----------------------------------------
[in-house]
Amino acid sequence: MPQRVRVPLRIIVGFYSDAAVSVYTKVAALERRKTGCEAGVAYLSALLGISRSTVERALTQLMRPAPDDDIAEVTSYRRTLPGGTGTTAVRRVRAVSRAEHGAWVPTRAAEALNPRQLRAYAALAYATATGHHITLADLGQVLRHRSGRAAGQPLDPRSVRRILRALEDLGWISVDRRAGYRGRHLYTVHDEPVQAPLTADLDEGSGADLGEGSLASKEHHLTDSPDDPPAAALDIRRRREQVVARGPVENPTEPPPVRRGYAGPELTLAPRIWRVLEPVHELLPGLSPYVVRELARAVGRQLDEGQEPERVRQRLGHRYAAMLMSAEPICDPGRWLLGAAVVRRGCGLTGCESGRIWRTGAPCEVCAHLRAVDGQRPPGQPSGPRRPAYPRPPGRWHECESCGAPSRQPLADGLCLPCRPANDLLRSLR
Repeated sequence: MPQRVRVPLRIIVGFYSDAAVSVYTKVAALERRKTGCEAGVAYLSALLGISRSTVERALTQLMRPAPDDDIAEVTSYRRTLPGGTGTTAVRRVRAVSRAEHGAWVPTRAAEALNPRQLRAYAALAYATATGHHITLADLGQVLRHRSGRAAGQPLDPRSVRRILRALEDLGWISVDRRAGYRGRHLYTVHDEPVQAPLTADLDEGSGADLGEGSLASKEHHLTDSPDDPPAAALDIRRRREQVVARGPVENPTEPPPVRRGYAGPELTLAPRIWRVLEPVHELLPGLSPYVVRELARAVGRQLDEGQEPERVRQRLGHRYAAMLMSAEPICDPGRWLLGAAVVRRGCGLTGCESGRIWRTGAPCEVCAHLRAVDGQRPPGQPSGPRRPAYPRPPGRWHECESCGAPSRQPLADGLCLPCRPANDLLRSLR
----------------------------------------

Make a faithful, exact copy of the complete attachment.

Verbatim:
[in-house]
Amino acid sequence: MPQRVRVPLRIIVGFYSDAAVSVYTKVAALERRKTGCEAGVAYLSALLGISRSTVERALTQLMRPAPDDDIAEVTSYRRTLPGGTGTTAVRRVRAVSRAEHGAWVPTRAAEALNPRQLRAYAALAYATATGHHITLADLGQVLRHRSGRAAGQPLDPRSVRRILRALEDLGWISVDRRAGYRGRHLYTVHDEPVQAPLTADLDEGSGADLGEGSLASKEHHLTDSPDDPPAAALDIRRRREQVVARGPVENPTEPPPVRRGYAGPELTLAPRIWRVLEPVHELLPGLSPYVVRELARAVGRQLDEGQEPERVRQRLGHRYAAMLMSAEPICDPGRWLLGAAVVRRGCGLTGCESGRIWRTGAPCEVCAHLRAVDGQRPPGQPSGPRRPAYPRPPGRWHECESCGAPSRQPLADGLCLPCRPANDLLRSLR
Repeated sequence: MPQRVRVPLRIIVGFYSDAAVSVYTKVAALERRKTGCEAGVAYLSALLGISRSTVERALTQLMRPAPDDDIAEVTSYRRTLPGGTGTTAVRRVRAVSRAEHGAWVPTRAAEALNPRQLRAYAALAYATATGHHITLADLGQVLRHRSGRAAGQPLDPRSVRRILRALEDLGWISVDRRAGYRGRHLYTVHDEPVQAPLTADLDEGSGADLGEGSLASKEHHLTDSPDDPPAAALDIRRRREQVVARGPVENPTEPPPVRRGYAGPELTLAPRIWRVLEPVHELLPGLSPYVVRELARAVGRQLDEGQEPERVRQRLGHRYAAMLMSAEPICDPGRWLLGAAVVRRGCGLTGCESGRIWRTGAPCEVCAHLRAVDGQRPPGQPSGPRRPAYPRPPGRWHECESCGAPSRQPLADGLCLPCRPANDLLRSLR